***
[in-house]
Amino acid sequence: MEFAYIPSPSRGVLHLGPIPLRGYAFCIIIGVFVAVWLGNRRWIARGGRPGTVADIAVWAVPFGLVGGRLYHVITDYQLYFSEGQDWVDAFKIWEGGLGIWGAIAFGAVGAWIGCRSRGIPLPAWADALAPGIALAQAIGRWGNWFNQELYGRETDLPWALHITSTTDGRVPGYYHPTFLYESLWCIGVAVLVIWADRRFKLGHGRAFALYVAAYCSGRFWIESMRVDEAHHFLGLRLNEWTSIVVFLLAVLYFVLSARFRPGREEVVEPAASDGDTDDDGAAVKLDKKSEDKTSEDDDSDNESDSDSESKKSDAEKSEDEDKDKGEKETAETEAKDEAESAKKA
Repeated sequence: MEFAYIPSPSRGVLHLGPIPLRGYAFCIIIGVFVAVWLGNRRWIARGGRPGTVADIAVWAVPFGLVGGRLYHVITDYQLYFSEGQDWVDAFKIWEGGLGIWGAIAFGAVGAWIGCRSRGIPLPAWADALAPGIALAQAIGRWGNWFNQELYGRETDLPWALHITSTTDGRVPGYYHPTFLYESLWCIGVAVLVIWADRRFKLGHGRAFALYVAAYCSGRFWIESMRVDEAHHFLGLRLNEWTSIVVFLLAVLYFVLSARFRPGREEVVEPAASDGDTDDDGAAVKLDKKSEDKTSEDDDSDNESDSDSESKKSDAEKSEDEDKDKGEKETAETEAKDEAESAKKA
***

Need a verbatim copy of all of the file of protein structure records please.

[in-house]
Amino acid sequence: MEFAYIPSPSRGVLHLGPIPLRGYAFCIIIGVFVAVWLGNRRWIARGGRPGTVADIAVWAVPFGLVGGRLYHVITDYQLYFSEGQDWVDAFKIWEGGLGIWGAIAFGAVGAWIGCRSRGIPLPAWADALAPGIALAQAIGRWGNWFNQELYGRETDLPWALHITSTTDGRVPGYYHPTFLYESLWCIGVAVLVIWADRRFKLGHGRAFALYVAAYCSGRFWIESMRVDEAHHFLGLRLNEWTSIVVFLLAVLYFVLSARFRPGREEVVEPAASDGDTDDDGAAVKLDKKSEDKTSEDDDSDNESDSDSESKKSDAEKSEDEDKDKGEKETAETEAKDEAESAKKA
Repeated sequence: MEFAYIPSPSRGVLHLGPIPLRGYAFCIIIGVFVAVWLGNRRWIARGGRPGTVADIAVWAVPFGLVGGRLYHVITDYQLYFSEGQDWVDAFKIWEGGLGIWGAIAFGAVGAWIGCRSRGIPLPAWADALAPGIALAQAIGRWGNWFNQELYGRETDLPWALHITSTTDGRVPGYYHPTFLYESLWCIGVAVLVIWADRRFKLGHGRAFALYVAAYCSGRFWIESMRVDEAHHFLGLRLNEWTSIVVFLLAVLYFVLSARFRPGREEVVEPAASDGDTDDDGAAVKLDKKSEDKTSEDDDSDNESDSDSESKKSDAEKSEDEDKDKGEKETAETEAKDEAESAKKA